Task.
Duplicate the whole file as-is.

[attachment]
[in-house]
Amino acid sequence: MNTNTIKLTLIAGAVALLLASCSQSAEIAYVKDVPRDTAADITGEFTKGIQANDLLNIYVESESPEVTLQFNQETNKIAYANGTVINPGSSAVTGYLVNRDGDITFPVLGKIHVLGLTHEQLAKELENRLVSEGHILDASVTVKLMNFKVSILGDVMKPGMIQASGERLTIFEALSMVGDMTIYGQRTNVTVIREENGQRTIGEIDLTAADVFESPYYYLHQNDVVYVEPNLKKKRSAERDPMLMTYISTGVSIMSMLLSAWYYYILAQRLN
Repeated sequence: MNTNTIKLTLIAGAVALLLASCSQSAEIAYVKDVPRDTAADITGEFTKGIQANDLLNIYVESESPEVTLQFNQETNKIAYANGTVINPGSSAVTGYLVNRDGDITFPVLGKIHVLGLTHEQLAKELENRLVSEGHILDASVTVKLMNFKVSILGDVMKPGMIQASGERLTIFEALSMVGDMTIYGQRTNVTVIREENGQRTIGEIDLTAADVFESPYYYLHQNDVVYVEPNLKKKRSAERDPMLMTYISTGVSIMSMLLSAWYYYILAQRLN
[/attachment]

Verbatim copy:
[in-house]
Amino acid sequence: MNTNTIKLTLIAGAVALLLASCSQSAEIAYVKDVPRDTAADITGEFTKGIQANDLLNIYVESESPEVTLQFNQETNKIAYANGTVINPGSSAVTGYLVNRDGDITFPVLGKIHVLGLTHEQLAKELENRLVSEGHILDASVTVKLMNFKVSILGDVMKPGMIQASGERLTIFEALSMVGDMTIYGQRTNVTVIREENGQRTIGEIDLTAADVFESPYYYLHQNDVVYVEPNLKKKRSAERDPMLMTYISTGVSIMSMLLSAWYYYILAQRLN
Repeated sequence: MNTNTIKLTLIAGAVALLLASCSQSAEIAYVKDVPRDTAADITGEFTKGIQANDLLNIYVESESPEVTLQFNQETNKIAYANGTVINPGSSAVTGYLVNRDGDITFPVLGKIHVLGLTHEQLAKELENRLVSEGHILDASVTVKLMNFKVSILGDVMKPGMIQASGERLTIFEALSMVGDMTIYGQRTNVTVIREENGQRTIGEIDLTAADVFESPYYYLHQNDVVYVEPNLKKKRSAERDPMLMTYISTGVSIMSMLLSAWYYYILAQRLN